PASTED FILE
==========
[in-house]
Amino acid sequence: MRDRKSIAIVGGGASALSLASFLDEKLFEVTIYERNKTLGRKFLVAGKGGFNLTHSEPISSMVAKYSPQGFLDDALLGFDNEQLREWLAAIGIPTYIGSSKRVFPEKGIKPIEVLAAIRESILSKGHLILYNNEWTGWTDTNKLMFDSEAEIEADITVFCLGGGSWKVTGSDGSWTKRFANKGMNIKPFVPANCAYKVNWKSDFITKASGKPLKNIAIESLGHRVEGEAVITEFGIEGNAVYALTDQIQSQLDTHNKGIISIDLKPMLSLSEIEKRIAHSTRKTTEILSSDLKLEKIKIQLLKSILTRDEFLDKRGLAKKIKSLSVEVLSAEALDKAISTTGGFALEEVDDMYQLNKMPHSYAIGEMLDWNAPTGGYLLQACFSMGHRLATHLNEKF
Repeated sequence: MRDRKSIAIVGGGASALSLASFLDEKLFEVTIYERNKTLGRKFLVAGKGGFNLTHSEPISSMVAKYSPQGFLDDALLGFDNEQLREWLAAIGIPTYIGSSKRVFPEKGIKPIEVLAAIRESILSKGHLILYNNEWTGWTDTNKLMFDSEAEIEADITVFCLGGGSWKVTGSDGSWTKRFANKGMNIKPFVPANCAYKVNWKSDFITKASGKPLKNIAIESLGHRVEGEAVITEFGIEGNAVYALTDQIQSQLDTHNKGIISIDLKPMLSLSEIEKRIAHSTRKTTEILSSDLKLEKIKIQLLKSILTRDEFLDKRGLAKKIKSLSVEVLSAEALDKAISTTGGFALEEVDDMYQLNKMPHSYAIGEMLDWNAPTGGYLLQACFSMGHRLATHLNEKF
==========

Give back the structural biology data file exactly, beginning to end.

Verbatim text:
[in-house]
Amino acid sequence: MRDRKSIAIVGGGASALSLASFLDEKLFEVTIYERNKTLGRKFLVAGKGGFNLTHSEPISSMVAKYSPQGFLDDALLGFDNEQLREWLAAIGIPTYIGSSKRVFPEKGIKPIEVLAAIRESILSKGHLILYNNEWTGWTDTNKLMFDSEAEIEADITVFCLGGGSWKVTGSDGSWTKRFANKGMNIKPFVPANCAYKVNWKSDFITKASGKPLKNIAIESLGHRVEGEAVITEFGIEGNAVYALTDQIQSQLDTHNKGIISIDLKPMLSLSEIEKRIAHSTRKTTEILSSDLKLEKIKIQLLKSILTRDEFLDKRGLAKKIKSLSVEVLSAEALDKAISTTGGFALEEVDDMYQLNKMPHSYAIGEMLDWNAPTGGYLLQACFSMGHRLATHLNEKF
Repeated sequence: MRDRKSIAIVGGGASALSLASFLDEKLFEVTIYERNKTLGRKFLVAGKGGFNLTHSEPISSMVAKYSPQGFLDDALLGFDNEQLREWLAAIGIPTYIGSSKRVFPEKGIKPIEVLAAIRESILSKGHLILYNNEWTGWTDTNKLMFDSEAEIEADITVFCLGGGSWKVTGSDGSWTKRFANKGMNIKPFVPANCAYKVNWKSDFITKASGKPLKNIAIESLGHRVEGEAVITEFGIEGNAVYALTDQIQSQLDTHNKGIISIDLKPMLSLSEIEKRIAHSTRKTTEILSSDLKLEKIKIQLLKSILTRDEFLDKRGLAKKIKSLSVEVLSAEALDKAISTTGGFALEEVDDMYQLNKMPHSYAIGEMLDWNAPTGGYLLQACFSMGHRLATHLNEKF